The day of the 'plug and play' nuclear reactor may well be nearing. Factory built, transportable and re-locatable Small Modular Reactors (SMRs) offer exciting potential for the nuclear power sector to begin targeting new countries while also offering existing markets wider scope for deployment.
Giorgio Locatelli, senior professor at LincolnUniversity and co-author of a recent paper on the economics underpinning SMRs, explains why the modular approach might broaden the appeal of nuclear and what challenges it must overcome.
Adam Leach (AL): How might the small modular reactor change the nuclear power market?
Giorgio Locatelli (GL) : It changes it from several points of view, the most obvious being cost. If you think about Hinkley Point in the UK, it is a £16 billion investment. For a large utility like EDF, it is possible to find this investment, but there are very few large utilities like that.
For developing countries, it can be very tricky to get equity to make the investments. But with a small modular reactor, you build the first one, which comes cheaper, and then when you've raised more money you create the second, and then you start to sell electricity with the first and second, and by selling electricity you can finance the construction of the third unit and then the fourth.
In this way you can cut and then postpone the upfront investment. Moreover, you have the option to test the technology. If you are building a nuclear reactor with £16 billion investment and then you decided not to go ahead with the infrastructure and stop it, you have £16 billion of funds that you are not able to recover. If you have a small modular reactor, the financial risk is reduced.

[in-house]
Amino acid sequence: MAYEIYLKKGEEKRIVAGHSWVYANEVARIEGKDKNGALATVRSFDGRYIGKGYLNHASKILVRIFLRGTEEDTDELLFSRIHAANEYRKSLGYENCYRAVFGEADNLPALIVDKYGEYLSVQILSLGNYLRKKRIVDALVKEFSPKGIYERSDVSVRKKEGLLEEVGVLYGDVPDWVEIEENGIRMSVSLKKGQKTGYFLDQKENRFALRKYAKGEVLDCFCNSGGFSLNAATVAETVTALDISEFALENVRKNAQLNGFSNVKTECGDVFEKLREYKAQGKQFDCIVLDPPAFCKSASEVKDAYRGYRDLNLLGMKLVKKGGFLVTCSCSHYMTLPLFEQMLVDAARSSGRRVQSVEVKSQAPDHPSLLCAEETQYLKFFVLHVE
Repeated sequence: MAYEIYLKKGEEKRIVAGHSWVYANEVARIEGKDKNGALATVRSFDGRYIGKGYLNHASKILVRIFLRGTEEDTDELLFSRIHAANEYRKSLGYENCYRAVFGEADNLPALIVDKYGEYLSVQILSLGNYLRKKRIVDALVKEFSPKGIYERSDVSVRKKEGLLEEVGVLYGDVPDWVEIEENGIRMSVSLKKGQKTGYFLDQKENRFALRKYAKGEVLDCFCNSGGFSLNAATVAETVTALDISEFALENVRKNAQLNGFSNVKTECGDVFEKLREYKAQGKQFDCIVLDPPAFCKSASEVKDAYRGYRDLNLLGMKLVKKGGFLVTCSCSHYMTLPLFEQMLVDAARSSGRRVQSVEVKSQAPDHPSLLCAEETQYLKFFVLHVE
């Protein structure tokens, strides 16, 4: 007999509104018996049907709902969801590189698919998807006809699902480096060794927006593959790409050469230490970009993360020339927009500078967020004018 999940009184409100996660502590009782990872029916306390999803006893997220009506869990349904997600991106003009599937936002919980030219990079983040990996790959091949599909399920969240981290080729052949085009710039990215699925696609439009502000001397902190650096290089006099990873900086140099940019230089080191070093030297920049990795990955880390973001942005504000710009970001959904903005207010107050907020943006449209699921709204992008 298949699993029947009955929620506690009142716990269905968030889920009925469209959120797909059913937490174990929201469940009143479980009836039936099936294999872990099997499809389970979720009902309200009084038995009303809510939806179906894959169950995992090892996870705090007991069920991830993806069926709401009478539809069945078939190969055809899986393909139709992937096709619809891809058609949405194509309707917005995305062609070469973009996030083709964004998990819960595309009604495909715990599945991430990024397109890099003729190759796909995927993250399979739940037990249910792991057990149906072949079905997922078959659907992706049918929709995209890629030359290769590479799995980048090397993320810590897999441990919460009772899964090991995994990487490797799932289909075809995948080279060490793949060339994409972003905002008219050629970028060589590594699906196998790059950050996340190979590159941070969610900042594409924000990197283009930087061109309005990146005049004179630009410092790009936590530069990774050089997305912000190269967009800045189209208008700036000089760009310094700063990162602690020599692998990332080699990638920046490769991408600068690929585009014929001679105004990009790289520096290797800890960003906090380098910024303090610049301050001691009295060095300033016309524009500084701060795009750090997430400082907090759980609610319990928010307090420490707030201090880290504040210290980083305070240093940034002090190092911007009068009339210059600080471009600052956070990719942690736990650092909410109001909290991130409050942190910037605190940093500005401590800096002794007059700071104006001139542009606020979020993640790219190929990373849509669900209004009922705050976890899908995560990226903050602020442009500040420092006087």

The second aspect is that the components are smaller. If you are building a large nuclear power plant, you have large forgings, large pumps and very, very large components and [those] are manufactured by fewer companies.
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AL: Which companies are currently developing small modular reactors?
GL: In the United States there is NuScale Power, there is Westinghouse and there is Babcock & Wilcox, which has a Chinese design. In Argentina, there is the CAREM reactor, then in Russia there is a very, very small reactor of 35Mw under construction which is floating, and there is a design in South Korea.
AL: Babcock recently announced it was reducing investment in the development of SMR's. Why do you think they did that?
GL: They are reducing investment because they cannot find a customer in the United States. There are a lot of companies that are interested, but no one has signed yet.
AL: What do you think is slowing demand for the technology?
GL: I think it is down to the cost of natural gas, which is very, very low at the moment. In the United States, and also Europe, the cost of natural gas is very low and the shale gas and fracking is developing which can keep it low for decades. The point is that if you build a combined cycle gas power plant, it is very easy and cheaper to build and if the gas is cheap it is also cheaper to operate.
For instance, the licensing for a nuclear reactor is very complicated and the construction is very complicated as the quality has to be outstanding, but if you build a combined cycle gas plant, the licensing is obviously more simple and the quality of components required is not so extreme as the nuclear field and there is not the issue of waste management.